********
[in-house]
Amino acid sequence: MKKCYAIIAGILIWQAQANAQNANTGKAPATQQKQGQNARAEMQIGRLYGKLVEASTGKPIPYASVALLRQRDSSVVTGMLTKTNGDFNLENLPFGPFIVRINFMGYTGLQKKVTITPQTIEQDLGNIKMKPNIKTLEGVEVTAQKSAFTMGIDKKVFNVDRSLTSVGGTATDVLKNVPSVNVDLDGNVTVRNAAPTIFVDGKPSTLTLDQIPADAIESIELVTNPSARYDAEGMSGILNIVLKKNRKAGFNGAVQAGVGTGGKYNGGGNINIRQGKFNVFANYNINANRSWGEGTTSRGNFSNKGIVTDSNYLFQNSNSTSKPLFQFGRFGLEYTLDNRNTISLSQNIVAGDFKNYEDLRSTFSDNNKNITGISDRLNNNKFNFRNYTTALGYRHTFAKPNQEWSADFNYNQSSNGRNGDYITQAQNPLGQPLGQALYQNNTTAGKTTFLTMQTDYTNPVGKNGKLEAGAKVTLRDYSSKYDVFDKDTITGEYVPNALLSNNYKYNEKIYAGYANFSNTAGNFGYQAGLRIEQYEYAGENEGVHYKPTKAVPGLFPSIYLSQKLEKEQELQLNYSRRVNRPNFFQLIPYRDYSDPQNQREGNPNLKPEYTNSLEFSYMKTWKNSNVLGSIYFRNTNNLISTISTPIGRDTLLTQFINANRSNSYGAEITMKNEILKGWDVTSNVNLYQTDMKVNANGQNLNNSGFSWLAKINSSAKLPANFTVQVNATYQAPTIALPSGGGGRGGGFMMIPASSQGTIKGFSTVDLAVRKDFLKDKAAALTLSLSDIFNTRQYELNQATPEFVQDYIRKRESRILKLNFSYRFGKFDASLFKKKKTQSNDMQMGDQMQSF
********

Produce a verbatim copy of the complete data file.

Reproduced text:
[in-house]
Amino acid sequence: MKKCYAIIAGILIWQAQANAQNANTGKAPATQQKQGQNARAEMQIGRLYGKLVEASTGKPIPYASVALLRQRDSSVVTGMLTKTNGDFNLENLPFGPFIVRINFMGYTGLQKKVTITPQTIEQDLGNIKMKPNIKTLEGVEVTAQKSAFTMGIDKKVFNVDRSLTSVGGTATDVLKNVPSVNVDLDGNVTVRNAAPTIFVDGKPSTLTLDQIPADAIESIELVTNPSARYDAEGMSGILNIVLKKNRKAGFNGAVQAGVGTGGKYNGGGNINIRQGKFNVFANYNINANRSWGEGTTSRGNFSNKGIVTDSNYLFQNSNSTSKPLFQFGRFGLEYTLDNRNTISLSQNIVAGDFKNYEDLRSTFSDNNKNITGISDRLNNNKFNFRNYTTALGYRHTFAKPNQEWSADFNYNQSSNGRNGDYITQAQNPLGQPLGQALYQNNTTAGKTTFLTMQTDYTNPVGKNGKLEAGAKVTLRDYSSKYDVFDKDTITGEYVPNALLSNNYKYNEKIYAGYANFSNTAGNFGYQAGLRIEQYEYAGENEGVHYKPTKAVPGLFPSIYLSQKLEKEQELQLNYSRRVNRPNFFQLIPYRDYSDPQNQREGNPNLKPEYTNSLEFSYMKTWKNSNVLGSIYFRNTNNLISTISTPIGRDTLLTQFINANRSNSYGAEITMKNEILKGWDVTSNVNLYQTDMKVNANGQNLNNSGFSWLAKINSSAKLPANFTVQVNATYQAPTIALPSGGGGRGGGFMMIPASSQGTIKGFSTVDLAVRKDFLKDKAAALTLSLSDIFNTRQYELNQATPEFVQDYIRKRESRILKLNFSYRFGKFDASLFKKKKTQSNDMQMGDQMQSF